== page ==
2.10 Guidance on Child Safeguarding and the Sacrament of Reconciliation

Confession/ The Sacrament of Reconciliation

Reconciliation (Confession) is the Sacrament in which a Baptised person acknowledges his or her sins, asks forgiveness, accepts the penance imposed by the priest and is given absolution “through the ministry of the priest”. The Sacrament should be celebrated in a manner which provides the penitent with an experience of safety, honesty and acceptance.

The Confessional

The Irish Episcopal Conference, in accordance with the prescriptions of canon 964, and with due regard for the authentic Interpretation of canon 964 §2 by the Pontifical Council for the Interpretation of Legislative Texts, 7 July 1998 (AAS 90 [1998] 711 [1]) has decreed the following complementary norms governing the disposition and location of confessionals

  • Confessionals are to be located in a place which is clearly visible and accessible, and are to be fitted with a fixed grille between the penitent and confessor
  • Rooms which are used as confessionals must be in a public place, visible (for example through the provision of a glass panel), and provide the penitent with the option of using a grille
  • Sacramental confession for children should be in a place where both priest and child may be seen but not heard, preferably in a church or oratory.4

Canon Law establishes the confessional as the proper location for the celebration of the Sacrament (Canon 964 §3), but does not exclude celebration elsewhere, when there is a “just cause”. Common sense and good pastoral practice must determine what a “just cause” means.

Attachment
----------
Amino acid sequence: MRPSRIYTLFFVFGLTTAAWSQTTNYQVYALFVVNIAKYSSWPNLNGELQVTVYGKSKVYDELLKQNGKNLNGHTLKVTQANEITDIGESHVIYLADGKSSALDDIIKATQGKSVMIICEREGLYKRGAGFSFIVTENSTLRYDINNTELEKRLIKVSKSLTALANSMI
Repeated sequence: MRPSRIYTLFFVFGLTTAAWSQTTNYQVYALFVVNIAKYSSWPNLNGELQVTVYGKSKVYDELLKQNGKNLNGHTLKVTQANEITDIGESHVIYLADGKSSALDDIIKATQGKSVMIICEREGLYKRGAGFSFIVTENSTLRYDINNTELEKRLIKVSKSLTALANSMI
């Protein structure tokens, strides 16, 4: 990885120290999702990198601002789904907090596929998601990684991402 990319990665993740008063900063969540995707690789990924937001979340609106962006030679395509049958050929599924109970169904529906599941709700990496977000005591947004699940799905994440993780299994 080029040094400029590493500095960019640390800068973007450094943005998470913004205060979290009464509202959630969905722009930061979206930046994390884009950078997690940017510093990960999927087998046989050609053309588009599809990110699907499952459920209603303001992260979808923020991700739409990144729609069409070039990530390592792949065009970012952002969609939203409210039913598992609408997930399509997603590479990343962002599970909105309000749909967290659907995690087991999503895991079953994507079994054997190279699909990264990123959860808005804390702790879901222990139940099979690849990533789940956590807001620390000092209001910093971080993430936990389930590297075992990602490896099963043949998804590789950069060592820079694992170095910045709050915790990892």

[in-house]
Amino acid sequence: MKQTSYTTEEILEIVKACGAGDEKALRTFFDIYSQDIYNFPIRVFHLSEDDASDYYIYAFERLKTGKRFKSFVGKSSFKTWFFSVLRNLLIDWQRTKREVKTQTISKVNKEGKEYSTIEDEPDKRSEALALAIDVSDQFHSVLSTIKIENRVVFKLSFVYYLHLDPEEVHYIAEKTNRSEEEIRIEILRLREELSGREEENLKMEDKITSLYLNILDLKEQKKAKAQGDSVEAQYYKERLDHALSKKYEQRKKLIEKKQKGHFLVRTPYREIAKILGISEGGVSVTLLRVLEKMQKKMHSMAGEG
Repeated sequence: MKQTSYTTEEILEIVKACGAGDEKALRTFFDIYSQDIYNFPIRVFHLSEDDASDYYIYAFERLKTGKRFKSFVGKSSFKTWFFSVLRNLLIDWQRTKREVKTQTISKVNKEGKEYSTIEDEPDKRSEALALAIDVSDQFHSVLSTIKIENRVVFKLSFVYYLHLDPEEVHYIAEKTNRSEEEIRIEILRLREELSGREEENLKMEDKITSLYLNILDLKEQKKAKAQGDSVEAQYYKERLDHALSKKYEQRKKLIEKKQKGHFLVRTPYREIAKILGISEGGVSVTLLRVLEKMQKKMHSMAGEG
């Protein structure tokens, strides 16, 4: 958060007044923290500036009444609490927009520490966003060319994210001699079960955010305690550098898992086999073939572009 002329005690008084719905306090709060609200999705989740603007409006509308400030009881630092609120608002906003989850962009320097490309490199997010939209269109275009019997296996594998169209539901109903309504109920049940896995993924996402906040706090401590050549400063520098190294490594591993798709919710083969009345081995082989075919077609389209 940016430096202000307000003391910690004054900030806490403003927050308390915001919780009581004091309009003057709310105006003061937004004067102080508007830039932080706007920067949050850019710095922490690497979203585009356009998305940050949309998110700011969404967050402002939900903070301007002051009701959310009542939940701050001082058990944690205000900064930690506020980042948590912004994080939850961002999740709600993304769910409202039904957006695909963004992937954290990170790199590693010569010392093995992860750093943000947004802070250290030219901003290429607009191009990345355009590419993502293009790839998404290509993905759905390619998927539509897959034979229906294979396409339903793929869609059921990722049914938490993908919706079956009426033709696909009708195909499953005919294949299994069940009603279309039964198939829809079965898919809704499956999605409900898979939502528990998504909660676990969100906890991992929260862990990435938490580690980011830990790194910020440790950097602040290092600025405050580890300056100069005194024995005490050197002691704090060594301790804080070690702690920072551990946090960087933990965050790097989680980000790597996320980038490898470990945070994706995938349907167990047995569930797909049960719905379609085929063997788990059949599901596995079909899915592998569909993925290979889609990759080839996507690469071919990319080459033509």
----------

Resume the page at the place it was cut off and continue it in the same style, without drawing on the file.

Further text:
Safeguarding Children during the Sacrament of Reconciliation

In celebrating the Sacrament of Reconciliation priests should be mindful of the following

  • When children attend the Sacrament of Reconciliation, all efforts should be made to provide a safe and open environment (Standard 1), in line with Canon law.
  • Disclosures of abuse must be addressed appropriately so that risk to children is prevented.

Procedures for a penitent who discloses abuse during Confession:

If a penitent discloses abuse during the Sacrament of Reconciliation, the confessor should remind the penitent that whatever is disclosed in Confession will not be repeated by the confessor outside the confessional, and

In the case of an abused penitent who is a child/minor:

  1. Sensitively reassure the child or young person that he or she was right to disclose the abuse
  2. Reassure him/her that he/she has not committed any sin and is not to blame
  3. Encourage the child or young person to disclose the abuse to an adult they trust (e.g. a relative, teacher, friend), who will know what to do with this information

In the case of an abused penitent who is an adult

  1. Advise the penitent of the importance of seeking help for himself or herself and ensuring the safety of children
  2. Advise the penitent where this help may be obtained
  3. Advise the adult of the importance of contacting the statutory, and other appropriate authorities, who deal with these issues and provide the adult with appropriate contact details for those authorities

In the case of an abused penitent who discloses that they have abused:

  1. Acknowledge the gravity of the disclosure and strongly advise him or her to seek professional help (e.g. counselling, consultation with their GP) and to go to the statutory and other appropriate authorities.

All priests should periodically participate in in-service training in relation to the celebration of the Sacrament of Reconciliation. This in-service training should incorporate the appropriate guidance for responding pastorally and professionally to disclosures of abuse. It is strongly recommended that contact details for statutory authorities and voluntary agencies (such as Towards Healing and Towards Peace) should be available at hand in the Confessional.